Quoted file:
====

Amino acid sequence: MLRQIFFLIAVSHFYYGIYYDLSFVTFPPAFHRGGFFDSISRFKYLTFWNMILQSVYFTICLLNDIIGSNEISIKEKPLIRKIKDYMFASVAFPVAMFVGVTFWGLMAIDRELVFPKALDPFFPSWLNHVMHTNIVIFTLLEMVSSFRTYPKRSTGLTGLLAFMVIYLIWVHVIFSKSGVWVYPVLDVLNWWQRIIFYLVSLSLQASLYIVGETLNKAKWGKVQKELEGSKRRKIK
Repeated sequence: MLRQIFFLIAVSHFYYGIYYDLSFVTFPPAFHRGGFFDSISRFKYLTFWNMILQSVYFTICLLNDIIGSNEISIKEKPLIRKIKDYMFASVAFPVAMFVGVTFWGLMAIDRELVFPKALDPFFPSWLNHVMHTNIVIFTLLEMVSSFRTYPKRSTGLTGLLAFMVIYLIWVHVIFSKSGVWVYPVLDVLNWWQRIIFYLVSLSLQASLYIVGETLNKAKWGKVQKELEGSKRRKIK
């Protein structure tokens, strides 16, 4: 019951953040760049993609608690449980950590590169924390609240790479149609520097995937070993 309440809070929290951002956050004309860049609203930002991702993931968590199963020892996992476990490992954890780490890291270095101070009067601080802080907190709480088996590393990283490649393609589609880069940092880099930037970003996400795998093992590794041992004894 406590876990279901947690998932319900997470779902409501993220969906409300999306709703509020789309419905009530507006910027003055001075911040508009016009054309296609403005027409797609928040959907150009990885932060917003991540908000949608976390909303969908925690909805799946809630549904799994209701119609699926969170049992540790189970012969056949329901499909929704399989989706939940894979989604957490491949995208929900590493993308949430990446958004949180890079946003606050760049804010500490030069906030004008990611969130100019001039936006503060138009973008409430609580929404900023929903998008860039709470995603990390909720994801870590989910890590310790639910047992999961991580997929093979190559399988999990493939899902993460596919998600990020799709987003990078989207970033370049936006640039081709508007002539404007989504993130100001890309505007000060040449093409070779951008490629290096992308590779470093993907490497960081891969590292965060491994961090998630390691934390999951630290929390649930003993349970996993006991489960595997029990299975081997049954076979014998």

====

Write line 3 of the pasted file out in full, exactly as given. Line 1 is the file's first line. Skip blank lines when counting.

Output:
């Protein structure tokens, strides 16, 4: 019951953040760049993609608690449980950590590169924390609240790479149609520097995937070993 309440809070929290951002956050004309860049609203930002991702993931968590199963020892996992476990490992954890780490890291270095101070009067601080802080907190709480088996590393990283490649393609589609880069940092880099930037970003996400795998093992590794041992004894 406590876990279901947690998932319900997470779902409501993220969906409300999306709703509020789309419905009530507006910027003055001075911040508009016009054309296609403005027409797609928040959907150009990885932060917003991540908000949608976390909303969908925690909805799946809630549904799994209701119609699926969170049992540790189970012969056949329901499909929704399989989706939940894979989604957490491949995208929900590493993308949430990446958004949180890079946003606050760049804010500490030069906030004008990611969130100019001039936006503060138009973008409430609580929404900023929903998008860039709470995603990390909720994801870590989910890590310790639910047992999961991580997929093979190559399988999990493939899902993460596919998600990020799709987003990078989207970033370049936006640039081709508007002539404007989504993130100001890309505007000060040449093409070779951008490629290096992308590779470093993907490497960081891969590292965060491994961090998630390691934390999951630290929390649930003993349970996993006991489960595997029990299975081997049954076979014998």